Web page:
‘Creepy’ patent application adds whole new dimension to the connected house
Far from looking to connected everyone on earth with the information they need, it seems Google is also planning to spread its reaches into children’s playtime, reports have found.
Details have emerged of one of the company’s strangest patent applications – for interactive ‘toys’ that would play a central role in controlling smart home appliances.
These would include microphones, speakers, cameras and motors as well as a wireless connection to the Internet to allow users to ‘speak’ to the products, as well as monitoring their homes when not present.
First filed three years ago by the company’s notorious X Labs, the patent was spotted by legal technology firm SmartUp, which described the proposal as “one of Google’s creepiest patents yet”.
The patent description would certainly seem to back this up, describing how certain triggers would cause the toys to ‘wake up’ and look towards the person addressing them.
The toys would also be able to check if the person talking was making eye contact, and then speak back to them, and even expressing “human-like” expressions.
“To express interest, an anthropomorphic device may open its eyes, lift its head and/or focus its gaze on the user,” the inventor Richard Wayne DeVaul, “director of rapid evaluation and mad science” at Google X, wrote in the application.
“To express curiosity, [it] may tilt its head, furrow its brow, and/or scratch its head with an arm.”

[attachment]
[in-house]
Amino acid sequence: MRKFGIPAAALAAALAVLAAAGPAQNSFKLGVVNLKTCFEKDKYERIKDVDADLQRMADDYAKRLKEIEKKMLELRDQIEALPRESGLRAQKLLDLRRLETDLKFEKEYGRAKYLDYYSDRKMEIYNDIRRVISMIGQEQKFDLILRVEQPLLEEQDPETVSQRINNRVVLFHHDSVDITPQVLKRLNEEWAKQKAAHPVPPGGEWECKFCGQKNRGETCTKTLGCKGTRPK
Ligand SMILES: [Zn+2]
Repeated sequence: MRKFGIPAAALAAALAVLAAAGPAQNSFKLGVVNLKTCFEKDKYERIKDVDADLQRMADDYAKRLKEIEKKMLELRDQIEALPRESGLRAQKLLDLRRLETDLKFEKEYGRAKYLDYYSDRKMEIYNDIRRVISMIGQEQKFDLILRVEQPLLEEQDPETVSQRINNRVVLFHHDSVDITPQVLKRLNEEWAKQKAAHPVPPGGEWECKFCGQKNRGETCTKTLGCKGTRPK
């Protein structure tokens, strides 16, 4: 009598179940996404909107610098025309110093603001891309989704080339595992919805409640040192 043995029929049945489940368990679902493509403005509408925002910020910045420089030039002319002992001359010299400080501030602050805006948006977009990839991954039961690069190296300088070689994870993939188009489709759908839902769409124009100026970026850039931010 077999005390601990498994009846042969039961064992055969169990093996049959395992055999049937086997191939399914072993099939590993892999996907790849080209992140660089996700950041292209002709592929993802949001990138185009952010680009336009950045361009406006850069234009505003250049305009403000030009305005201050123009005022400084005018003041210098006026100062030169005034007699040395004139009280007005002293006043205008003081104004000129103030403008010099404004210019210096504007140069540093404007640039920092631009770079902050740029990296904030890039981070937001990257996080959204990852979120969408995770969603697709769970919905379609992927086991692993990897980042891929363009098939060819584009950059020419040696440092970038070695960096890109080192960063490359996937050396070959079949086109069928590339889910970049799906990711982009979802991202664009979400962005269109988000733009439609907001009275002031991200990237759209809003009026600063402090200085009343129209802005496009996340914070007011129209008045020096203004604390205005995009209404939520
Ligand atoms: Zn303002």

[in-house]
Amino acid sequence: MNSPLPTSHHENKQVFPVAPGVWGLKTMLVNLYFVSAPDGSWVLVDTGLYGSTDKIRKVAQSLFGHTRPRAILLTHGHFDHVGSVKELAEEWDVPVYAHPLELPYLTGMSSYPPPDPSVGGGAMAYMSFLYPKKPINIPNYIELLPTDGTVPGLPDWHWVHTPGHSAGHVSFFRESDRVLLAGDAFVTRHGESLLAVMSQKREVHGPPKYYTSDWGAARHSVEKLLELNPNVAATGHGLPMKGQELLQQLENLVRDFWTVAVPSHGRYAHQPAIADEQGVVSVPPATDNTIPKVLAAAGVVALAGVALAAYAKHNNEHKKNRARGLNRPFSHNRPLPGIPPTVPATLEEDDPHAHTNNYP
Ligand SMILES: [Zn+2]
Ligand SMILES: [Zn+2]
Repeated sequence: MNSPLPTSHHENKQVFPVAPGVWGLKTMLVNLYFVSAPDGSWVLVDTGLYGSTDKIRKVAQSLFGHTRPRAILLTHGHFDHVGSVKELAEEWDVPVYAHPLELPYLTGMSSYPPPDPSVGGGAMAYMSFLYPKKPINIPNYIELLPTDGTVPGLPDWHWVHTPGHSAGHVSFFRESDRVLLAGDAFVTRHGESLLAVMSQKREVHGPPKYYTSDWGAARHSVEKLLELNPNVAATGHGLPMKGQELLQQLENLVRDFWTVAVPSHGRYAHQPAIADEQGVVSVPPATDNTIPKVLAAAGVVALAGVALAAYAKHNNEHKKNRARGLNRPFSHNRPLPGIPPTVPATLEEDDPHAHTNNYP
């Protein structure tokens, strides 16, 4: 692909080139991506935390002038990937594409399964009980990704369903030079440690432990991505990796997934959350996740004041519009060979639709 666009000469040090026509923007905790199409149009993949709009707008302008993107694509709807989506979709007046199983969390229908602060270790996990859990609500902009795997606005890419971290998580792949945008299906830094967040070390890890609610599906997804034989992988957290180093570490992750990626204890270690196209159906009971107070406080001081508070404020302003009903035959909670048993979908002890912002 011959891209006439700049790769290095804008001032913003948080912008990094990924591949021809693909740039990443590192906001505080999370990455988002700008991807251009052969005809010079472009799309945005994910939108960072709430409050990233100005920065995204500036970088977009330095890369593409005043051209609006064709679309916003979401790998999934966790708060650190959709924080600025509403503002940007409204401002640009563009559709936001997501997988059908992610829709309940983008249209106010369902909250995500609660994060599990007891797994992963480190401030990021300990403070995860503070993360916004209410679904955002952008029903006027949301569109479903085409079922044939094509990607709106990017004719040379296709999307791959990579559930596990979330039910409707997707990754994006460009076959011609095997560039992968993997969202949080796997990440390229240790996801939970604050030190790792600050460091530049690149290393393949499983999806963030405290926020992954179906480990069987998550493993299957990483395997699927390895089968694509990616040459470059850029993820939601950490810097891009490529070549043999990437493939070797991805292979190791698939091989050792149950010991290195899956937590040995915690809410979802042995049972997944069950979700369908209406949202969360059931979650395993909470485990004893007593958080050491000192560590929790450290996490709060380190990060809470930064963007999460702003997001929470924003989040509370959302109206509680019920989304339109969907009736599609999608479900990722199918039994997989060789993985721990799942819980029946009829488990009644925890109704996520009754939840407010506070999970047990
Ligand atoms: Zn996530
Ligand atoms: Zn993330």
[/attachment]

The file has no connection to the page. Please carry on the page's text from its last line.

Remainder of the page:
If a command was executable, the toy would then “interpret the command (via its servers) and map it to a media control device,” the application added.
However a Google spokesperson said it was not certain that this would be an idea the company would continue to develop.
“We file patent applications on a variety of ideas that our employees come up with,” she said.
“Some of those ideas later mature into real products or services, some don’t. Prospective product announcements should not necessarily be inferred from our patent applications.”
Google has looked to begin investing in ‘smart homes’ in recent years, most famously with its acquisition of thermostat maker Nest early in 2014, alongside the announcement of APIs and a developer programme as part of its Google’s “Internet of Things” strategy.
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